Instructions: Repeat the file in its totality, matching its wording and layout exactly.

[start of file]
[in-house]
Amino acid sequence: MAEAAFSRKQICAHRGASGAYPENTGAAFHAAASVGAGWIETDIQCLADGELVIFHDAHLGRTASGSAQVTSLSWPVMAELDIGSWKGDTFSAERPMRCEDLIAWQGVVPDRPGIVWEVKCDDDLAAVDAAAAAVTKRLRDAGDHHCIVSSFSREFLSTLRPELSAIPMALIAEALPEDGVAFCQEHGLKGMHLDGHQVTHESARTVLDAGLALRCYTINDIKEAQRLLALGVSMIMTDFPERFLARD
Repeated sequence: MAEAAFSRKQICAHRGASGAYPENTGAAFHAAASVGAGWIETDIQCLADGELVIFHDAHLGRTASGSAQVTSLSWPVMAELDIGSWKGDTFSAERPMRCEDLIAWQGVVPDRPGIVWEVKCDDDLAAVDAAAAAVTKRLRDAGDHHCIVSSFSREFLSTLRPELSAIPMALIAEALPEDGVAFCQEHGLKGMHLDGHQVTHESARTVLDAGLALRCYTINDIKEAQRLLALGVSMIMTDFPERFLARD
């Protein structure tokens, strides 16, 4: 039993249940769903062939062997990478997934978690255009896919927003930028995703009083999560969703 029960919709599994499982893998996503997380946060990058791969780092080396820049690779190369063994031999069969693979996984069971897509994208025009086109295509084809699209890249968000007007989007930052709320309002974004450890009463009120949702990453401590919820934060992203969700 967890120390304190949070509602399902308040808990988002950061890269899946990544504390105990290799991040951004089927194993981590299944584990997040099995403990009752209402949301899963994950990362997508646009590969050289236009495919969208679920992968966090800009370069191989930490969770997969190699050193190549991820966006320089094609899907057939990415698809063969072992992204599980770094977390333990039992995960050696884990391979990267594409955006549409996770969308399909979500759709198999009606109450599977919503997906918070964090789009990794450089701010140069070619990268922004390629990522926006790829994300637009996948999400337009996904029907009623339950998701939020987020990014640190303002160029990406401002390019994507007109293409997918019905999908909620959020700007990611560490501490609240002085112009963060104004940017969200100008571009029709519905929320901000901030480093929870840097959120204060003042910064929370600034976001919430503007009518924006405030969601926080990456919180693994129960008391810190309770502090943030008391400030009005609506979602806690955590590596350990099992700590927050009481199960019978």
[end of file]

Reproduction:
[in-house]
Amino acid sequence: MAEAAFSRKQICAHRGASGAYPENTGAAFHAAASVGAGWIETDIQCLADGELVIFHDAHLGRTASGSAQVTSLSWPVMAELDIGSWKGDTFSAERPMRCEDLIAWQGVVPDRPGIVWEVKCDDDLAAVDAAAAAVTKRLRDAGDHHCIVSSFSREFLSTLRPELSAIPMALIAEALPEDGVAFCQEHGLKGMHLDGHQVTHESARTVLDAGLALRCYTINDIKEAQRLLALGVSMIMTDFPERFLARD
Repeated sequence: MAEAAFSRKQICAHRGASGAYPENTGAAFHAAASVGAGWIETDIQCLADGELVIFHDAHLGRTASGSAQVTSLSWPVMAELDIGSWKGDTFSAERPMRCEDLIAWQGVVPDRPGIVWEVKCDDDLAAVDAAAAAVTKRLRDAGDHHCIVSSFSREFLSTLRPELSAIPMALIAEALPEDGVAFCQEHGLKGMHLDGHQVTHESARTVLDAGLALRCYTINDIKEAQRLLALGVSMIMTDFPERFLARD
């Protein structure tokens, strides 16, 4: 039993249940769903062939062997990478997934978690255009896919927003930028995703009083999560969703 029960919709599994499982893998996503997380946060990058791969780092080396820049690779190369063994031999069969693979996984069971897509994208025009086109295509084809699209890249968000007007989007930052709320309002974004450890009463009120949702990453401590919820934060992203969700 967890120390304190949070509602399902308040808990988002950061890269899946990544504390105990290799991040951004089927194993981590299944584990997040099995403990009752209402949301899963994950990362997508646009590969050289236009495919969208679920992968966090800009370069191989930490969770997969190699050193190549991820966006320089094609899907057939990415698809063969072992992204599980770094977390333990039992995960050696884990391979990267594409955006549409996770969308399909979500759709198999009606109450599977919503997906918070964090789009990794450089701010140069070619990268922004390629990522926006790829994300637009996948999400337009996904029907009623339950998701939020987020990014640190303002160029990406401002390019994507007109293409997918019905999908909620959020700007990611560490501490609240002085112009963060104004940017969200100008571009029709519905929320901000901030480093929870840097959120204060003042910064929370600034976001919430503007009518924006405030969601926080990456919180693994129960008391810190309770502090943030008391400030009005609506979602806690955590590596350990099992700590927050009481199960019978």